Chapter 3

Joint Distributions

# 3.1 Introduction

In the previous chapter, we introduced random variables to describe random experiments with numerical outcomes. We restricted our attention to cases where the outcome is a single number, but there are many cases where the outcome is a vector of numbers. We have already seen one such experiment, in Example 1.5, where a dart is thrown at random on a dartboard of radius r. The outcome is a pair (X, Y) of random variables that are such that X^{2} + Y^{2} ≤ r^{2}. For another example, suppose that we measure voltage and current in an electric circuit with known resistance. Owing to random fluctuations and measurement error, we can view this as an outcome (V, I) of a pair of random variables.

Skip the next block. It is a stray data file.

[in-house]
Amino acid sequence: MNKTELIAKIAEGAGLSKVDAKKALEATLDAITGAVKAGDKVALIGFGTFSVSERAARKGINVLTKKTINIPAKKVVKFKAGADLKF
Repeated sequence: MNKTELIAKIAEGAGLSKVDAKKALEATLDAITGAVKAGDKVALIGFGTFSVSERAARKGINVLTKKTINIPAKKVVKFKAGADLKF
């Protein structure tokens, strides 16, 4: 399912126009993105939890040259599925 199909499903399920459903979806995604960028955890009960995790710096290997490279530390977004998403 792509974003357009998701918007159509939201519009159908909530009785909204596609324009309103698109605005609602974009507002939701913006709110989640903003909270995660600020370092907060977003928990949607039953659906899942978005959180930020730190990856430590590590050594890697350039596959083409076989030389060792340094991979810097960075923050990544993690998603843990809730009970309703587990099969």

These examples have in common that there is a relation between the random variables that we measure, and by describing them only one by one, we do not get all the possible information. The dart coordinates are restricted by the board, and voltage and current are related by Ohm's law. In this chapter, we extend the notion of random variables to random vectors.

# 3.2 The Joint Distribution Function

We will focus primarily on random vectors in two dimensions. Let us begin by formally defining our fundamental object of study.

Our aim is to describe random vectors in much the same way as we described random variables in Chapter 2, and we will thus ...